To Celebrate both the cover reveal and my birthday today I am having a bash on my Facebook page www.facebook.com/authordawnluedecke. There I am giving away fun gifts and posting fun things. Here, I would like to give you a little peek at WHITE
WATER PASSION. Hope you enjoy!
“If you can’t give me a reason, I will put you on the next train down
the mountain. The camp is no place for a lady. You’re going home.” He grabbed her hand, tugging her toward the trail.
“Someone’s trying to ruin the company!” she blurted out. Blast. She showed her hand, but if that’s what it took to stay, she’d let him in on all her secrets. Well, most of them.
He hesitated and turned to her. “What?”
“I overheard someone at the platform after Simon got home from the pre-season meeting with you and the big bugs. Someone’s out to destroy Big Mountain. I know who he is.”
Garrett stiffened. “Who.”
“He has a deep drawl.”
“You said you knew who he is.”
“I do. I saw him,” she lied. “But I don’t know his name.”
Beth chewed on her bottom lip as the lump in her throat dropped to the
deepest pit of her stomach and made it ache. He had to let her stay. The more she got to know him, the more she wanted to bring the saboteur to justice. He loved this company as much as her brother did.
“If I could meet everyone—see who they are—I’m certain I can identify the culprit.” She dropped her shoulders and tilted her head, a silent plea that always worked on her brother. “Please, Garrett. I need to stay. I promise. I’ll take care in the future. I won’t get into trouble. You’ll be there to watch me.”
Garrett pressed his palms over his eyes and then jerked his head back up and threw his hands to his sides. “You can stay, but you will remain with Aunt June as camp cook.”
“No. The men already think I am a Devil May Care, and I won’t meet anyone in the Bonner camp if I’m hidden in the cookhouse. I’ll stay in the bateau during the drive. I promise.”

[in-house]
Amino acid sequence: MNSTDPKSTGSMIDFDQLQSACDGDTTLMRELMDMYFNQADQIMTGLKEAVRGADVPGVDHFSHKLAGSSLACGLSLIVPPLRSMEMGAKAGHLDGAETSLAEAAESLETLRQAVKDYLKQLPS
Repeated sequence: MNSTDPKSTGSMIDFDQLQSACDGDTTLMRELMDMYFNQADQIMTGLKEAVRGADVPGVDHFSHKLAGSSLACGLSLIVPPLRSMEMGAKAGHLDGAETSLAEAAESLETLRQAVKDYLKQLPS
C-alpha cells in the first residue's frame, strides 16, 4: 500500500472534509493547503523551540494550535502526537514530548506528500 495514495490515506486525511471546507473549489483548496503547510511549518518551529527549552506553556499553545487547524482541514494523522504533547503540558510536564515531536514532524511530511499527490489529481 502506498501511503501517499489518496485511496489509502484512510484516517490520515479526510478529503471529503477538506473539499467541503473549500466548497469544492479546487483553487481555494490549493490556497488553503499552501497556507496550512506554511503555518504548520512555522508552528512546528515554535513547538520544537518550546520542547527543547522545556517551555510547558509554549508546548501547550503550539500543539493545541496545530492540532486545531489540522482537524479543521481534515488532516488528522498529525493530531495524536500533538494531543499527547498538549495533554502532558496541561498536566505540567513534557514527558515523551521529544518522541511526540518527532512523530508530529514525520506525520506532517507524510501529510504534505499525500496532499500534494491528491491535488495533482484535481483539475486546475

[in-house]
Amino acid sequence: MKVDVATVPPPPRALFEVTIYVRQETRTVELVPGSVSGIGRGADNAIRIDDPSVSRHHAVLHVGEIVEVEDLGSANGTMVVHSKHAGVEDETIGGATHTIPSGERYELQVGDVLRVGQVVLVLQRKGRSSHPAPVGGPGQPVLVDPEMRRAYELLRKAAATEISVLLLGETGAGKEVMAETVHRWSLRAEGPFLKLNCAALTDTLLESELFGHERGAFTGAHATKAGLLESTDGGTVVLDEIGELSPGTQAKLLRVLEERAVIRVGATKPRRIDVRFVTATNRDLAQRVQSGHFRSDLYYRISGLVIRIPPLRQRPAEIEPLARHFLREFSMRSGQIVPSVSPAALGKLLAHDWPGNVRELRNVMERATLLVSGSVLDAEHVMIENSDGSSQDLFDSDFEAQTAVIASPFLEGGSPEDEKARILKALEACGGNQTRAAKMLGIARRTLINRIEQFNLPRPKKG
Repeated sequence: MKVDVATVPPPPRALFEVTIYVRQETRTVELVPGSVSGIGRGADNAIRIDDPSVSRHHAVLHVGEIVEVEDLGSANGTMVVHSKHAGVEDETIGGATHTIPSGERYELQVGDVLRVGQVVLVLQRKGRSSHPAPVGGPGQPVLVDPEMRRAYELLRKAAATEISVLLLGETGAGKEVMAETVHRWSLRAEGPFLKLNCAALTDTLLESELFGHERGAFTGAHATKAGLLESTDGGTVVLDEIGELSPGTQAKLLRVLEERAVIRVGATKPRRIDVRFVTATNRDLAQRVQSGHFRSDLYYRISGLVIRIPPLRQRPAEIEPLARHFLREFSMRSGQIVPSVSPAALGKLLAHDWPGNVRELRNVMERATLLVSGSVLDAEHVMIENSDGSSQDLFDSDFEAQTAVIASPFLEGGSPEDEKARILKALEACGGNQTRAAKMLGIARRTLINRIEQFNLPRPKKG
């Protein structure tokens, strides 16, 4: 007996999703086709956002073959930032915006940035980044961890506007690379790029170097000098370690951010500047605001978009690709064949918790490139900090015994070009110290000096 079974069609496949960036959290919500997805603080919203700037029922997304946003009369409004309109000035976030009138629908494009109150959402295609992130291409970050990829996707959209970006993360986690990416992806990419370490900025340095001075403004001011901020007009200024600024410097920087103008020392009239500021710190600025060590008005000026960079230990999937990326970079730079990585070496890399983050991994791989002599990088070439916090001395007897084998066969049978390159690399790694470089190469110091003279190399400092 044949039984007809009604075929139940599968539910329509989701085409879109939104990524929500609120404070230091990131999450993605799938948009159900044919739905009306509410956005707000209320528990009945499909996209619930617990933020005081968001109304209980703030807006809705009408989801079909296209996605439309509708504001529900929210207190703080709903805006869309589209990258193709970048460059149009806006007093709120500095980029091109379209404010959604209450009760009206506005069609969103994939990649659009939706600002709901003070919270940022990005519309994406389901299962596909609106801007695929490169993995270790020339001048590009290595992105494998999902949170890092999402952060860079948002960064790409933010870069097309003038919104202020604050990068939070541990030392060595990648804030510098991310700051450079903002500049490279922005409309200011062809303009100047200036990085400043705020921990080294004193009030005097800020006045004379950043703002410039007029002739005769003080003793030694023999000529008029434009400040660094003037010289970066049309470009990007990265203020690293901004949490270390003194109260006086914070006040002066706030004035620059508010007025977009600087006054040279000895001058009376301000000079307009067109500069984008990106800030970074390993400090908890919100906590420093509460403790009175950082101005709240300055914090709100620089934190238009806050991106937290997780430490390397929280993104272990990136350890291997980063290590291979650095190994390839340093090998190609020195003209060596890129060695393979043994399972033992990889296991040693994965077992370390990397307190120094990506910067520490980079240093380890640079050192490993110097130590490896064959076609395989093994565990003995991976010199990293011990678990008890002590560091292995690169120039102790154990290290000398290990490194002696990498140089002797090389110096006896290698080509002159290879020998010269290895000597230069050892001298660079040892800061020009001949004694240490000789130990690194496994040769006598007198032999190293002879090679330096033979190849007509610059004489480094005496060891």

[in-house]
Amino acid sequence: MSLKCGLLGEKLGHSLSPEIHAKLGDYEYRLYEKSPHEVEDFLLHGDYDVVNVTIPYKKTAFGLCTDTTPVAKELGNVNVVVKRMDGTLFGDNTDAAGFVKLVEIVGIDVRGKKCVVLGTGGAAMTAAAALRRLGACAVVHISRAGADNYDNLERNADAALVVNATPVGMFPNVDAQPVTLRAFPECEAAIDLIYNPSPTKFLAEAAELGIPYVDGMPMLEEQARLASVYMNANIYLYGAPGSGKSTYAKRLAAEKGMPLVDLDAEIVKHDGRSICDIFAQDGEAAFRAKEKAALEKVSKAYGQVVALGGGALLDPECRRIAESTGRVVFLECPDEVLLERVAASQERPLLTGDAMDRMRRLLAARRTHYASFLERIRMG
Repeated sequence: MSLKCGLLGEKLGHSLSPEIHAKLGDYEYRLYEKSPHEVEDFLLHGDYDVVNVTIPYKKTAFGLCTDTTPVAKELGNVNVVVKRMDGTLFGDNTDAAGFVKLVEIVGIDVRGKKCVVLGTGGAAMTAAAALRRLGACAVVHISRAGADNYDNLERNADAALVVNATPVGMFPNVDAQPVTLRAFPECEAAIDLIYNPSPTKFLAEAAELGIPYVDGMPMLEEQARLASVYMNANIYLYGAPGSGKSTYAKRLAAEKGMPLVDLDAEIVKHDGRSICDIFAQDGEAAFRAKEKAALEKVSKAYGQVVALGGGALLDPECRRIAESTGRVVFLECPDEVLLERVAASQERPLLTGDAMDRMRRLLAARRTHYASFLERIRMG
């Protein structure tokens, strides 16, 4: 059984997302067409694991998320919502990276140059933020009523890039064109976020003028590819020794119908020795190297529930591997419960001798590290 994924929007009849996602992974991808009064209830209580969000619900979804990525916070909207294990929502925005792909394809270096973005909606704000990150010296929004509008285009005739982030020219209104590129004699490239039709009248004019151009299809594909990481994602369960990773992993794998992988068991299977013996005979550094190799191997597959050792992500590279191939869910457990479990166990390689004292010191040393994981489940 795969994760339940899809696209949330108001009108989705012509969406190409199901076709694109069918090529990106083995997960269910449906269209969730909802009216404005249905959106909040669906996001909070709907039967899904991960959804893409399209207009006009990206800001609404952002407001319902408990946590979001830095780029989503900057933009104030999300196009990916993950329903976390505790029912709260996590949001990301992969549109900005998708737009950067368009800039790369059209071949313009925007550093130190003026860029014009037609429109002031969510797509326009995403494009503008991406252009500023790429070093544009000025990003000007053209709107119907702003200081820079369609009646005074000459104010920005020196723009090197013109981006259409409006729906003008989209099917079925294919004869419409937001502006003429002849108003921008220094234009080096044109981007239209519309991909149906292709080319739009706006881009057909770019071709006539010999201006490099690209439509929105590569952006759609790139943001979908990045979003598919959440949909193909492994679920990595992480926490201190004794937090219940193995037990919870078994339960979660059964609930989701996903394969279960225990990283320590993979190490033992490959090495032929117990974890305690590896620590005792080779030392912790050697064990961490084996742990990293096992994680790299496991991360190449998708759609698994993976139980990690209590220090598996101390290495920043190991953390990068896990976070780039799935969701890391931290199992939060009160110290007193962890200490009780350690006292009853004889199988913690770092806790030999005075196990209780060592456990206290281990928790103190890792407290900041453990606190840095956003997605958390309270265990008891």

“What do you plan to do once you find the traitor? You can’t even heave an ax properly let alone take on a riverman.”
“I’d planned to tell Simon.”
“Why didn’t you do that to begin with?”
“I didn’t want to risk his life.”
“No?” Garrett scoffed. “Just your own, right?”
“Please? I need to do this. Do you realize what will happen to Bonner
if they lose the mill? So many children will be without homes, without the means to buy clothes. If I can help to keep even one baby fed, alive, I will move this mountain to do so. Can’t you understand?”
“I can.” He stood silent and fixed his gaze on her. “You would stay here to help save a company you don’t have any connection with, other than your brother, for the prosperity of others?”
“For the lives of others. This place is important to Simon, and you. Why would I not help out if I knew something was amiss?”
With a deep inhale, he inched closer. He reached up with hooded eyes, and pinched a stray lock of her spiked hair between his fingers. The heat from his hand made her vision blur and all she could see was his face.
Silence stretched as the air seemed to thicken.
“You have a good heart, Elizabeth Sanders.” He lowered his head closer until she could feel his breath mingle with hers. Was he going to kiss her? She stared at his lips, hovered over hers. They squeezed together mere seconds before he stepped away, and cold air replaced the warmth of his breath—a cold she felt down to her soul.
He cleared his throat.
“Uh...this is a place we can go to get away,” Garrett said and motioned to the small abode in the center of the flowers.
“A cottage?” She turned to the small house. “How did you find this?” “Your brother and I made it our first spring here. Quaint, is it not?” “What is it called?”
“Called?” Garrett shook his head in confusion.
“It seems a little too whimsical to not have a name. Don’t you think?”
Garrett dipped his chin a fraction of an inch and gave her a stare that made her stomach flip. She swallowed harder than she’d expected, her tongue dry. He waved toward the abode. “We never bothered naming it. Would you like to do the honors?”
“Hmmm.” Beth cocked her head to one side and stared at the building, partly to break away from the growing need to radiate toward him, and part to judge the entirety of the scene. “It feels as though a fairy tale could take place in this meadow. How does Mother Goose’s Cottage sound?”
“Like a princess would be welcome to grace the bed within.” The tenor in his voice wove the words like silk over a velvet carpet. The thought of both sinfully pleasant fabrics brought visions no decent woman should possess—especially since Garrett stood like a conqueror, square in the center of said visions.
Loggers do not wear silk.